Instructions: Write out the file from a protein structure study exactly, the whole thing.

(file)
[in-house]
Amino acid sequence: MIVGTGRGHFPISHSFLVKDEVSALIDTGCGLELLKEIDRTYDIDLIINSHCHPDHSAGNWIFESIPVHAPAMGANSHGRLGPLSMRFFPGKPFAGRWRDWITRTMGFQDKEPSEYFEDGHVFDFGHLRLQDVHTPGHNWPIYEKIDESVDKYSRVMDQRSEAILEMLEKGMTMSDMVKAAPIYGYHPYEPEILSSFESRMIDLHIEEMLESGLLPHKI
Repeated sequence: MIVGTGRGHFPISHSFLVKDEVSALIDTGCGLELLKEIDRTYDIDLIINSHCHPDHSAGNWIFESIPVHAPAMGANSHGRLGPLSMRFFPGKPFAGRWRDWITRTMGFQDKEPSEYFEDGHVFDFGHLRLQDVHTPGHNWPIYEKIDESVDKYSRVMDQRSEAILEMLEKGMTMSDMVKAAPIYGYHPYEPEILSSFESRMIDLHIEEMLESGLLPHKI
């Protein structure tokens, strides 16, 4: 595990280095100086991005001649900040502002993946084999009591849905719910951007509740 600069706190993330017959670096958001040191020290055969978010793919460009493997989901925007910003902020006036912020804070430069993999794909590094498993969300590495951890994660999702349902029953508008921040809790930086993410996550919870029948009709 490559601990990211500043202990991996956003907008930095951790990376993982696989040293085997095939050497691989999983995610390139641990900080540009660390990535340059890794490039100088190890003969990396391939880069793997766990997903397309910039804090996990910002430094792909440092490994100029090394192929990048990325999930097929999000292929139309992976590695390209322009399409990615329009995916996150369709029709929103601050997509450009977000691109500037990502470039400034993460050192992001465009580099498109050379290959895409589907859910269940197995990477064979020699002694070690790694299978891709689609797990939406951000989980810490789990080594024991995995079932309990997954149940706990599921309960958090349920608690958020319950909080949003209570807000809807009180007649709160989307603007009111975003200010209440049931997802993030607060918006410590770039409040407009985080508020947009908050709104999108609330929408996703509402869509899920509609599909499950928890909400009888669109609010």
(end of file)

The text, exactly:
[in-house]
Amino acid sequence: MIVGTGRGHFPISHSFLVKDEVSALIDTGCGLELLKEIDRTYDIDLIINSHCHPDHSAGNWIFESIPVHAPAMGANSHGRLGPLSMRFFPGKPFAGRWRDWITRTMGFQDKEPSEYFEDGHVFDFGHLRLQDVHTPGHNWPIYEKIDESVDKYSRVMDQRSEAILEMLEKGMTMSDMVKAAPIYGYHPYEPEILSSFESRMIDLHIEEMLESGLLPHKI
Repeated sequence: MIVGTGRGHFPISHSFLVKDEVSALIDTGCGLELLKEIDRTYDIDLIINSHCHPDHSAGNWIFESIPVHAPAMGANSHGRLGPLSMRFFPGKPFAGRWRDWITRTMGFQDKEPSEYFEDGHVFDFGHLRLQDVHTPGHNWPIYEKIDESVDKYSRVMDQRSEAILEMLEKGMTMSDMVKAAPIYGYHPYEPEILSSFESRMIDLHIEEMLESGLLPHKI
């Protein structure tokens, strides 16, 4: 595990280095100086991005001649900040502002993946084999009591849905719910951007509740 600069706190993330017959670096958001040191020290055969978010793919460009493997989901925007910003902020006036912020804070430069993999794909590094498993969300590495951890994660999702349902029953508008921040809790930086993410996550919870029948009709 490559601990990211500043202990991996956003907008930095951790990376993982696989040293085997095939050497691989999983995610390139641990900080540009660390990535340059890794490039100088190890003969990396391939880069793997766990997903397309910039804090996990910002430094792909440092490994100029090394192929990048990325999930097929999000292929139309992976590695390209322009399409990615329009995916996150369709029709929103601050997509450009977000691109500037990502470039400034993460050192992001465009580099498109050379290959895409589907859910269940197995990477064979020699002694070690790694299978891709689609797990939406951000989980810490789990080594024991995995079932309990997954149940706990599921309960958090349920608690958020319950909080949003209570807000809807009180007649709160989307603007009111975003200010209440049931997802993030607060918006410590770039409040407009985080508020947009908050709104999108609330929408996703509402869509899920509609599909499950928890909400009888669109609010």